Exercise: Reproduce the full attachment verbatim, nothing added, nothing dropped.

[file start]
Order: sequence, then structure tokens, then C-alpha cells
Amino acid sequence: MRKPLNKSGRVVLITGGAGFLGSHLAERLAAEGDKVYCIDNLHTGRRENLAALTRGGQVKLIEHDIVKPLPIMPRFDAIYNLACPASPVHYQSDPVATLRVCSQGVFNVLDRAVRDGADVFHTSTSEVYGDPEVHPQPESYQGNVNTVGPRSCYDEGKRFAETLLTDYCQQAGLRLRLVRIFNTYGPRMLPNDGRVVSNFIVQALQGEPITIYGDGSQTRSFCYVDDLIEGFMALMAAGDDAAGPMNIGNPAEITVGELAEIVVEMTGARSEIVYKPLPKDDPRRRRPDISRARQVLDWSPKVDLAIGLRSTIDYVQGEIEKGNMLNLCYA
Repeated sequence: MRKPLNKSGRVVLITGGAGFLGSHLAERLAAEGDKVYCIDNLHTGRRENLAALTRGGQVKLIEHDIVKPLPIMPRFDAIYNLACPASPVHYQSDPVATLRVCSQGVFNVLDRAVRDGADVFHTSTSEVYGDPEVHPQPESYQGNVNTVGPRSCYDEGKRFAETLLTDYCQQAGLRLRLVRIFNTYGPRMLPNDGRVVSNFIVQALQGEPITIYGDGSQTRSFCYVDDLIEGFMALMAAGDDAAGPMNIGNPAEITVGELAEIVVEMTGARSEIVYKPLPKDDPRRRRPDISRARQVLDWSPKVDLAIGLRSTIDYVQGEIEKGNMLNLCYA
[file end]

Order: sequence, then structure tokens, then C-alpha cells
Amino acid sequence: MRKPLNKSGRVVLITGGAGFLGSHLAERLAAEGDKVYCIDNLHTGRRENLAALTRGGQVKLIEHDIVKPLPIMPRFDAIYNLACPASPVHYQSDPVATLRVCSQGVFNVLDRAVRDGADVFHTSTSEVYGDPEVHPQPESYQGNVNTVGPRSCYDEGKRFAETLLTDYCQQAGLRLRLVRIFNTYGPRMLPNDGRVVSNFIVQALQGEPITIYGDGSQTRSFCYVDDLIEGFMALMAAGDDAAGPMNIGNPAEITVGELAEIVVEMTGARSEIVYKPLPKDDPRRRRPDISRARQVLDWSPKVDLAIGLRSTIDYVQGEIEKGNMLNLCYA
Repeated sequence: MRKPLNKSGRVVLITGGAGFLGSHLAERLAAEGDKVYCIDNLHTGRRENLAALTRGGQVKLIEHDIVKPLPIMPRFDAIYNLACPASPVHYQSDPVATLRVCSQGVFNVLDRAVRDGADVFHTSTSEVYGDPEVHPQPESYQGNVNTVGPRSCYDEGKRFAETLLTDYCQQAGLRLRLVRIFNTYGPRMLPNDGRVVSNFIVQALQGEPITIYGDGSQTRSFCYVDDLIEGFMALMAAGDDAAGPMNIGNPAEITVGELAEIVVEMTGARSEIVYKPLPKDDPRRRRPDISRARQVLDWSPKVDLAIGLRSTIDYVQGEIEKGNMLNLCYA